Seeking clarification by calling the claims administrator results in being put on hold for half an hour, only to reach a call centre employee who lacks answers if taken off their script, Racine claimed. He said they never return his calls and have no names attached to emails, demonstrating a troubling lack of accountability.

“This process was sold to the court as being easy and user-friendly and I think in the six months since this started it’s proven to be anything but,” Racine said. “Victims are expected to either represent themselves or receive advice from a call centre employee – it’s a heartless process that has caused unnecessary trauma.”

Racine has had clients who didn’t want to receive their payments directly because their mailboxes were being broken into, there were concerns with Elder abuse, transient clients who didn’t have a home address, and clients who lived in multi-family homes who didn’t trust the people they lived with.

“Last week I spoke with a class member who said he could not fill out the claims form on his own because he cannot read or write very well, could not disclose abuse over the phone and would only disclose in-person to a male,” Racine recounted. “So I made a four-hour round trip to his house, sat where he was comfortable to disclose and I bore witness to the horrendous abuse he was subjected to.”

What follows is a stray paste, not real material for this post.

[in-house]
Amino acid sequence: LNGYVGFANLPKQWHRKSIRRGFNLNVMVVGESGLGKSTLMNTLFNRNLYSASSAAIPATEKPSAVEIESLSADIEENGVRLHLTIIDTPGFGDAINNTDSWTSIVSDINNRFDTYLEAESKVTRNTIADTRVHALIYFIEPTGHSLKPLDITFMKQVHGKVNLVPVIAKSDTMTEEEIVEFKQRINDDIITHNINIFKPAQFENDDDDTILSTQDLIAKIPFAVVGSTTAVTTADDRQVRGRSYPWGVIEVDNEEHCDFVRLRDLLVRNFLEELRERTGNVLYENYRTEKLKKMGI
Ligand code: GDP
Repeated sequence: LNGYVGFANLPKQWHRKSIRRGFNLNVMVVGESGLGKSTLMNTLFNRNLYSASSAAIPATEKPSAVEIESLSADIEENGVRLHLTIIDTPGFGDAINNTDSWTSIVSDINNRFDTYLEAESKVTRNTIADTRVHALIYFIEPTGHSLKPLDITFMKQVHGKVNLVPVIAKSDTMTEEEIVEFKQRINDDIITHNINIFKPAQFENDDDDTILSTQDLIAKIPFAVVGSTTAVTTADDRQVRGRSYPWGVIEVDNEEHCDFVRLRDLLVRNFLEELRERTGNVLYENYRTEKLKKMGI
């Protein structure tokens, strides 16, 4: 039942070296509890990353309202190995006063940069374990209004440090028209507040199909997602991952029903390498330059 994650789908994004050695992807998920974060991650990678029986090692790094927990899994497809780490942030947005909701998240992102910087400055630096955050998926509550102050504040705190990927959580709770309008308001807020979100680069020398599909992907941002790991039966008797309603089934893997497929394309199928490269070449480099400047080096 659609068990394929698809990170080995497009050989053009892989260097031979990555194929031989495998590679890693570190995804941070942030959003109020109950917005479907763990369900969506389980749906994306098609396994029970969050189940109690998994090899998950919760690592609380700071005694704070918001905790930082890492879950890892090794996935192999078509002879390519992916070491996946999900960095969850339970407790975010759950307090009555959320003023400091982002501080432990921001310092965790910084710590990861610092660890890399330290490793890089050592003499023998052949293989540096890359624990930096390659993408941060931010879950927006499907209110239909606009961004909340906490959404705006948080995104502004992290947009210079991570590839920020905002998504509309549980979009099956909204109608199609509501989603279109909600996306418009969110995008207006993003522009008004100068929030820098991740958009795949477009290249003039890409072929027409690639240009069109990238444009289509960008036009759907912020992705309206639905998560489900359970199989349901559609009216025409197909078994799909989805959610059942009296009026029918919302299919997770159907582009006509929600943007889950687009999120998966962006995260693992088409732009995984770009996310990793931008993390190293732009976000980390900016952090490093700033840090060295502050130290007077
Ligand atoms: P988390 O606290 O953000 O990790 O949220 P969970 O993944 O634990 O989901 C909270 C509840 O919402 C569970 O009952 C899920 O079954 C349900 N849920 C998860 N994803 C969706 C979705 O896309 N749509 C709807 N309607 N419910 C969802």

From this meeting, Racine advised him where his story might fit within the rules and they completed the claim form together. The client now has assurance that Racine will obtain the necessary records, file his claim and resolve any issues with the administrator. 

“It’s important that every claimant, whether they need it or not, at least has the option for this type of legal service,” said Racine. “I want to encourage people to continue to speak out so hopefully before the claims process ends improvements will be made.”

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Patrick Quinn lives in Montreal with his wife and two small children. With a passion for words and social justice, he enjoys sharing Eeyou Istchee's stories and playing music.